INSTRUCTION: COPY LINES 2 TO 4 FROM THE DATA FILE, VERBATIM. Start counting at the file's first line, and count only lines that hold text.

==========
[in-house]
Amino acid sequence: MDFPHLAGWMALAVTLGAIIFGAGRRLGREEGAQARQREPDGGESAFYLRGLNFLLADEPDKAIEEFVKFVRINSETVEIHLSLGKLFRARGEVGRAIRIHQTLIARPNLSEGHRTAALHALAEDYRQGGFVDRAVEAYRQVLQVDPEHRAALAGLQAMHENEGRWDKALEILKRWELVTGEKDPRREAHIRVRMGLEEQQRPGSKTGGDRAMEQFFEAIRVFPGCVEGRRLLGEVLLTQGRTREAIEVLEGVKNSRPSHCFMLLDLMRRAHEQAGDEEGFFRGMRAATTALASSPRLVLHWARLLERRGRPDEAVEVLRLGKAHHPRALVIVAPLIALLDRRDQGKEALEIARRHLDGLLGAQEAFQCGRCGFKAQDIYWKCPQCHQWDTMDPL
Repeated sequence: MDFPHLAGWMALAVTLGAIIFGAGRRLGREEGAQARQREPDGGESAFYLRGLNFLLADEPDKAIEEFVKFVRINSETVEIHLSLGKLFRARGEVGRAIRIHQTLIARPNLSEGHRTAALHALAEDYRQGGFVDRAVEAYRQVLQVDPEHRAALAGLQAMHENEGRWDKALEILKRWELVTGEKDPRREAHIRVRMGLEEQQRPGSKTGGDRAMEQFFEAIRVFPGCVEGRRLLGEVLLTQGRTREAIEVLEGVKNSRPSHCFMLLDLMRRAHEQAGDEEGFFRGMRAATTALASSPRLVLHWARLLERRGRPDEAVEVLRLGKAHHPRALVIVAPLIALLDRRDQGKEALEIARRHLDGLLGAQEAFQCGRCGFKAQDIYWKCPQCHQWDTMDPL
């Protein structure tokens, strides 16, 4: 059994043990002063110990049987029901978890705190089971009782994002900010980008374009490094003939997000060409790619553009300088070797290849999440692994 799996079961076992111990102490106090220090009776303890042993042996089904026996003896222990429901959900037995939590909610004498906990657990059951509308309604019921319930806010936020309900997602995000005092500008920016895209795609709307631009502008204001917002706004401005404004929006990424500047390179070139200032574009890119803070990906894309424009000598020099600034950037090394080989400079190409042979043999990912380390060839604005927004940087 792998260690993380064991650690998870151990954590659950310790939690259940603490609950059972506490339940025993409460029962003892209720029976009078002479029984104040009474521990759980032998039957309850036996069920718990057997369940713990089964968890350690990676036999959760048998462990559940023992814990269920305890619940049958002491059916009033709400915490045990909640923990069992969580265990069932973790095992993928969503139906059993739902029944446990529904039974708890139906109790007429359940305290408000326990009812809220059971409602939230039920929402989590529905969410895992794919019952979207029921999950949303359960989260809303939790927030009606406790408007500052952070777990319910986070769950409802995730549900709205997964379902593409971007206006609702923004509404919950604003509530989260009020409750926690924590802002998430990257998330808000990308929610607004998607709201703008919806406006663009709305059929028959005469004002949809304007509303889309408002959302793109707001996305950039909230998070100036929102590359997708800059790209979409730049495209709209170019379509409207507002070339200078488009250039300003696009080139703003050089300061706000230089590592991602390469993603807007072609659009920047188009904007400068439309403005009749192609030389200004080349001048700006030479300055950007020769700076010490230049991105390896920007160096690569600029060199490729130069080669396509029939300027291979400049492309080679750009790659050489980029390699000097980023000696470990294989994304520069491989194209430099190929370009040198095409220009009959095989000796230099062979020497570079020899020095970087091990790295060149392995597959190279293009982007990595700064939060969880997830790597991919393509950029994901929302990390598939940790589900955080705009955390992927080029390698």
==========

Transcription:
Amino acid sequence: MDFPHLAGWMALAVTLGAIIFGAGRRLGREEGAQARQREPDGGESAFYLRGLNFLLADEPDKAIEEFVKFVRINSETVEIHLSLGKLFRARGEVGRAIRIHQTLIARPNLSEGHRTAALHALAEDYRQGGFVDRAVEAYRQVLQVDPEHRAALAGLQAMHENEGRWDKALEILKRWELVTGEKDPRREAHIRVRMGLEEQQRPGSKTGGDRAMEQFFEAIRVFPGCVEGRRLLGEVLLTQGRTREAIEVLEGVKNSRPSHCFMLLDLMRRAHEQAGDEEGFFRGMRAATTALASSPRLVLHWARLLERRGRPDEAVEVLRLGKAHHPRALVIVAPLIALLDRRDQGKEALEIARRHLDGLLGAQEAFQCGRCGFKAQDIYWKCPQCHQWDTMDPL
Repeated sequence: MDFPHLAGWMALAVTLGAIIFGAGRRLGREEGAQARQREPDGGESAFYLRGLNFLLADEPDKAIEEFVKFVRINSETVEIHLSLGKLFRARGEVGRAIRIHQTLIARPNLSEGHRTAALHALAEDYRQGGFVDRAVEAYRQVLQVDPEHRAALAGLQAMHENEGRWDKALEILKRWELVTGEKDPRREAHIRVRMGLEEQQRPGSKTGGDRAMEQFFEAIRVFPGCVEGRRLLGEVLLTQGRTREAIEVLEGVKNSRPSHCFMLLDLMRRAHEQAGDEEGFFRGMRAATTALASSPRLVLHWARLLERRGRPDEAVEVLRLGKAHHPRALVIVAPLIALLDRRDQGKEALEIARRHLDGLLGAQEAFQCGRCGFKAQDIYWKCPQCHQWDTMDPL
């Protein structure tokens, strides 16, 4: 059994043990002063110990049987029901978890705190089971009782994002900010980008374009490094003939997000060409790619553009300088070797290849999440692994 799996079961076992111990102490106090220090009776303890042993042996089904026996003896222990429901959900037995939590909610004498906990657990059951509308309604019921319930806010936020309900997602995000005092500008920016895209795609709307631009502008204001917002706004401005404004929006990424500047390179070139200032574009890119803070990906894309424009000598020099600034950037090394080989400079190409042979043999990912380390060839604005927004940087 792998260690993380064991650690998870151990954590659950310790939690259940603490609950059972506490339940025993409460029962003892209720029976009078002479029984104040009474521990759980032998039957309850036996069920718990057997369940713990089964968890350690990676036999959760048998462990559940023992814990269920305890619940049958002491059916009033709400915490045990909640923990069992969580265990069932973790095992993928969503139906059993739902029944446990529904039974708890139906109790007429359940305290408000326990009812809220059971409602939230039920929402989590529905969410895992794919019952979207029921999950949303359960989260809303939790927030009606406790408007500052952070777990319910986070769950409802995730549900709205997964379902593409971007206006609702923004509404919950604003509530989260009020409750926690924590802002998430990257998330808000990308929610607004998607709201703008919806406006663009709305059929028959005469004002949809304007509303889309408002959302793109707001996305950039909230998070100036929102590359997708800059790209979409730049495209709209170019379509409207507002070339200078488009250039300003696009080139703003050089300061706000230089590592991602390469993603807007072609659009920047188009904007400068439309403005009749192609030389200004080349001048700006030479300055950007020769700076010490230049991105390896920007160096690569600029060199490729130069080669396509029939300027291979400049492309080679750009790659050489980029390699000097980023000696470990294989994304520069491989194209430099190929370009040198095409220009009959095989000796230099062979020497570079020899020095970087091990790295060149392995597959190279293009982007990595700064939060969880997830790597991919393509950029994901929302990390598939940790589900955080705009955390992927080029390698």